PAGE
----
I have a pair of old, white Reebok high-tops continuing to gather layers of dust. For years, they got plenty of use, back when I was playing basketball two, maybe three times a week. How I got them and what I think about when I see them now border on tragic.
I had a friend who was a basketball coach at the time. He knew I played hoops and asked if I had a good pair basketball shoes. I really didn’t and he said he had a pair. There were girls shoes, size 14, but they would fit a size 10 1/2 guy.
So for 20 bucks, I had a pair of girls size 14 white high-top Reeboks in which to play hoops. The friend who sold me the shoes had been quite a story in himself — the first black student council president at Bradwell Institute, a star on the basketball team, a college graduate, and then someone who fell into a bad cycle, living on the street and caught up in substance abuse.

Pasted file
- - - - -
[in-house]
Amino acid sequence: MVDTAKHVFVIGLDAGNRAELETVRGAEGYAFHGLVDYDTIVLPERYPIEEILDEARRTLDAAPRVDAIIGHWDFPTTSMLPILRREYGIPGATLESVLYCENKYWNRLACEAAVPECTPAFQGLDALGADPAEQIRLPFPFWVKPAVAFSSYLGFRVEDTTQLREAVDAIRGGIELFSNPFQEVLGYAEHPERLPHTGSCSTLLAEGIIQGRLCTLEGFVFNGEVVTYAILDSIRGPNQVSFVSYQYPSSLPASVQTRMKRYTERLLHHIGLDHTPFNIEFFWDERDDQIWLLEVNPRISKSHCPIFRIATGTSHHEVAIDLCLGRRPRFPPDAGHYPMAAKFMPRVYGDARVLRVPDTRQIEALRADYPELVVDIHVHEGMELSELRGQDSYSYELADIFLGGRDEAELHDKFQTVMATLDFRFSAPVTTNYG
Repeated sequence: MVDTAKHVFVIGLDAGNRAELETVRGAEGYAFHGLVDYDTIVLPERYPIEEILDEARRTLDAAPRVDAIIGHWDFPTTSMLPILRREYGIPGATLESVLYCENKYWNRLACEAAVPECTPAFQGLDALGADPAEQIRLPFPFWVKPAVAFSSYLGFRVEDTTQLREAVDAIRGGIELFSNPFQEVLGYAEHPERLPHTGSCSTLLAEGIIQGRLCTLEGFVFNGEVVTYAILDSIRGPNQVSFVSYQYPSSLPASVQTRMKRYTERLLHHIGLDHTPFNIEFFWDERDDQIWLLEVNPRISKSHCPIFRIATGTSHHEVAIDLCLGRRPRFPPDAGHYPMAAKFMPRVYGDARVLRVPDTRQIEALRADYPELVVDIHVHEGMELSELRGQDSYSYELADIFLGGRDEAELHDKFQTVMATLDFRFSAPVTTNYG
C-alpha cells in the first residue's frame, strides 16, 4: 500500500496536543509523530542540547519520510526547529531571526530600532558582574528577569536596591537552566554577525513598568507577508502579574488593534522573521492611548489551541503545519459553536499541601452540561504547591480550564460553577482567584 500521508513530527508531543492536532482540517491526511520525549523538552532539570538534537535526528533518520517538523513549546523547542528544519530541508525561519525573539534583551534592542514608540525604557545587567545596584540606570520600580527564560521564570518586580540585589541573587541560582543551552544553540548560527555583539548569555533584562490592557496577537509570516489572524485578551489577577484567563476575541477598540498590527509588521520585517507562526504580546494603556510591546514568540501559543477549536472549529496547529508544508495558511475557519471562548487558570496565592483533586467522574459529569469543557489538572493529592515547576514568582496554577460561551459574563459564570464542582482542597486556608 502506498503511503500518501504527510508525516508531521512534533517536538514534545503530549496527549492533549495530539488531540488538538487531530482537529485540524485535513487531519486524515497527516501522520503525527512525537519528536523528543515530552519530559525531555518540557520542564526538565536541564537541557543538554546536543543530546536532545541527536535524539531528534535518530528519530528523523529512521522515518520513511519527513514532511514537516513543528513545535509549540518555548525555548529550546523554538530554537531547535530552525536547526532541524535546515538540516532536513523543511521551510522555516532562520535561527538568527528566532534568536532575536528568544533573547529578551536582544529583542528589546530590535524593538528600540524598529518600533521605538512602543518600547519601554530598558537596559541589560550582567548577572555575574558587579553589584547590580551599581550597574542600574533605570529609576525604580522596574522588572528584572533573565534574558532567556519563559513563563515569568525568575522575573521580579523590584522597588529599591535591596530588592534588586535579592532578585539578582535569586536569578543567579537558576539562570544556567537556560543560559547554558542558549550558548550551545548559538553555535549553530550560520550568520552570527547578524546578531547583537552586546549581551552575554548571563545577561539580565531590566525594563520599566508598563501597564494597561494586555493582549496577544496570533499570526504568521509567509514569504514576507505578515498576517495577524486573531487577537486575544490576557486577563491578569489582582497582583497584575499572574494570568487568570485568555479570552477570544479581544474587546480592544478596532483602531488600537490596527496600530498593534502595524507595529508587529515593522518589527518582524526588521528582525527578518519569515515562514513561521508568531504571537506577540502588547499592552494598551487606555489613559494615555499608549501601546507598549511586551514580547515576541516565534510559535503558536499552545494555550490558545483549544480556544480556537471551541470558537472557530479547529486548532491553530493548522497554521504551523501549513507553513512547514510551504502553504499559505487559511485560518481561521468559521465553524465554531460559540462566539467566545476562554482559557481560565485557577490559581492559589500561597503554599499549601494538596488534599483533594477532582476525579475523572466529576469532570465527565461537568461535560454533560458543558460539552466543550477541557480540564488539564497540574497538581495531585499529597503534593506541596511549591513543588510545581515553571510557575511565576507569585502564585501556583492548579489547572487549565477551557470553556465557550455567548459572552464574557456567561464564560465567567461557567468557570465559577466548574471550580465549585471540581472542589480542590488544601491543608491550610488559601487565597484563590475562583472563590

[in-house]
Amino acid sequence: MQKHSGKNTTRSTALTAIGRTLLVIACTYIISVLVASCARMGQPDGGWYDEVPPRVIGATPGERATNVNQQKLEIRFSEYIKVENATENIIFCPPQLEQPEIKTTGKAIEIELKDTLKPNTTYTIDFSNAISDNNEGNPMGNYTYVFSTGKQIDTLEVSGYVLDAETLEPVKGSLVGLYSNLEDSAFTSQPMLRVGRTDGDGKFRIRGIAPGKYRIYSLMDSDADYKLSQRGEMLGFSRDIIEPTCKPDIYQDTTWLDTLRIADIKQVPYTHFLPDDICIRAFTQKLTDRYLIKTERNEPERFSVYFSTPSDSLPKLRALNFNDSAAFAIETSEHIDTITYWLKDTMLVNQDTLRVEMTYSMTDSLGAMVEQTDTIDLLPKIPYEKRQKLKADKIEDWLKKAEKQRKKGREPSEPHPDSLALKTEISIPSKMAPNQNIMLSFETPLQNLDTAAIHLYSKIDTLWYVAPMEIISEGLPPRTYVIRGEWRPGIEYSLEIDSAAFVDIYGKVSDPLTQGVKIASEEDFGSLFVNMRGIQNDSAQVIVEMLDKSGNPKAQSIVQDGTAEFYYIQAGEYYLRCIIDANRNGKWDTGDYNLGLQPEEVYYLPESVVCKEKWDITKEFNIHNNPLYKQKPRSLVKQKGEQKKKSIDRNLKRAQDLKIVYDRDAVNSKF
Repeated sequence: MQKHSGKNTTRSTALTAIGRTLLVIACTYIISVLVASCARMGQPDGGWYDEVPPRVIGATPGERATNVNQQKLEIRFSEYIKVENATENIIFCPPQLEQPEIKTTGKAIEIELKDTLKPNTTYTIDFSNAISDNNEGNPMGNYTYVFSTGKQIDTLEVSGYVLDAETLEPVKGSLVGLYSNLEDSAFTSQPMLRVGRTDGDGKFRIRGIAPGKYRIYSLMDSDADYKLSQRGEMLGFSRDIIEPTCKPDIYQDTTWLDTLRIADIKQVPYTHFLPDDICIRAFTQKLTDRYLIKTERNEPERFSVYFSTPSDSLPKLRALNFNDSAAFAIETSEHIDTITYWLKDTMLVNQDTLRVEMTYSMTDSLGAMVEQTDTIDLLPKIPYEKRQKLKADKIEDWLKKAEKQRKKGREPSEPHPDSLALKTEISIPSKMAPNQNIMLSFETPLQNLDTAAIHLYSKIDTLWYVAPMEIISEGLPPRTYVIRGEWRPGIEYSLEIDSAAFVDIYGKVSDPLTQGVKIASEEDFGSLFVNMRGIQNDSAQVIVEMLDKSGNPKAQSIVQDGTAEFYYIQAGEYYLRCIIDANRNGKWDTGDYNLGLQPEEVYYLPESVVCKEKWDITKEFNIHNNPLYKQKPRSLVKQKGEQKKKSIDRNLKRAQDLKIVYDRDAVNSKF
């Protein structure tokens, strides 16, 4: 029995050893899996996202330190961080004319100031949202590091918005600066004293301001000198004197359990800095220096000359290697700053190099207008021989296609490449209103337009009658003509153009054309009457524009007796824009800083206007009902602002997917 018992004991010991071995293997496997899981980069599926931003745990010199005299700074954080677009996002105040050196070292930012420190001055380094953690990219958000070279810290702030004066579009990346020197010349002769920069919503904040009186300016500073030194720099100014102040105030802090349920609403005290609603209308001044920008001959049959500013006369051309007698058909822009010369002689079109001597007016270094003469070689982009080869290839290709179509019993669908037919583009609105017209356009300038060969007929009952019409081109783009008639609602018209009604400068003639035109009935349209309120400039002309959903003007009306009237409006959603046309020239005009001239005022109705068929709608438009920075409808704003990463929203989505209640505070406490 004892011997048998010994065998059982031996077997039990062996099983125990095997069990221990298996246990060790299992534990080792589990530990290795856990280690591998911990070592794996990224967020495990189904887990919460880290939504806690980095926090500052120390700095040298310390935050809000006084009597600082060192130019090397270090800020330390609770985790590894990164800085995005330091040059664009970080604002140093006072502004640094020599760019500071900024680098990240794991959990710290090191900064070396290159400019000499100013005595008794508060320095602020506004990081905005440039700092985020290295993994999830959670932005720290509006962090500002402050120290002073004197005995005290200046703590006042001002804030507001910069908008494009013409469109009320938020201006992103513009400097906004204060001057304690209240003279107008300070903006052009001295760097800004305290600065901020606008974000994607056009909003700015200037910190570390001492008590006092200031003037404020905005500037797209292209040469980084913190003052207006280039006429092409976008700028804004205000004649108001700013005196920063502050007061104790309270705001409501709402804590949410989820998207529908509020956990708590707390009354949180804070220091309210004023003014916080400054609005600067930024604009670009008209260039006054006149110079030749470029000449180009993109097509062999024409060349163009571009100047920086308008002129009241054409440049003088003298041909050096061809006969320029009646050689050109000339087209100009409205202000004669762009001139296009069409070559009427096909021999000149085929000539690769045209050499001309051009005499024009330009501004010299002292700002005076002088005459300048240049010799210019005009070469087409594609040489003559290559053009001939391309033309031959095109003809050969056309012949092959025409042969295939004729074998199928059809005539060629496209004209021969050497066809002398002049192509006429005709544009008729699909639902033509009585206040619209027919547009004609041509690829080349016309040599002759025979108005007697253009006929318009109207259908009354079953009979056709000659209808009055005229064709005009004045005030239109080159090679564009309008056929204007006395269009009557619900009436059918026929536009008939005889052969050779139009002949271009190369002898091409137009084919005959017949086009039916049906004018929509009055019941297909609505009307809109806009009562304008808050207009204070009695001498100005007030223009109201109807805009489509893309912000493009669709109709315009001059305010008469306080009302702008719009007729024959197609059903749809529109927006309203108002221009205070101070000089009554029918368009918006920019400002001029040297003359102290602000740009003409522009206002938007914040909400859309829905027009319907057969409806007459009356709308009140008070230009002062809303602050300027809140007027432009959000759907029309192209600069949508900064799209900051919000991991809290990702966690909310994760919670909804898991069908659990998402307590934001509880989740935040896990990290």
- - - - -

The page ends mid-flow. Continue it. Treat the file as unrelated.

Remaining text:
But he got himself straightened out, went back to teaching and coaching and even worked with at-risk kids to see they didn’t follow the path he once did. No other coach I’ve known has been as prone as he was to quote Shakespeare after a game.
And then he fell off the wagon again. Hard. He really never got back on it. I would see him from time to time, mostly when he came by the office to bum my pocket change off me.
Earlier this month, he was trying to cross a road on foot. He was caught between two cars. He didn’t make it. He died right there on the road, a tragic ending to a tragic tale.
I look at those shoes and think of what he was, what he could have been and of a friend I’ll never get to see again.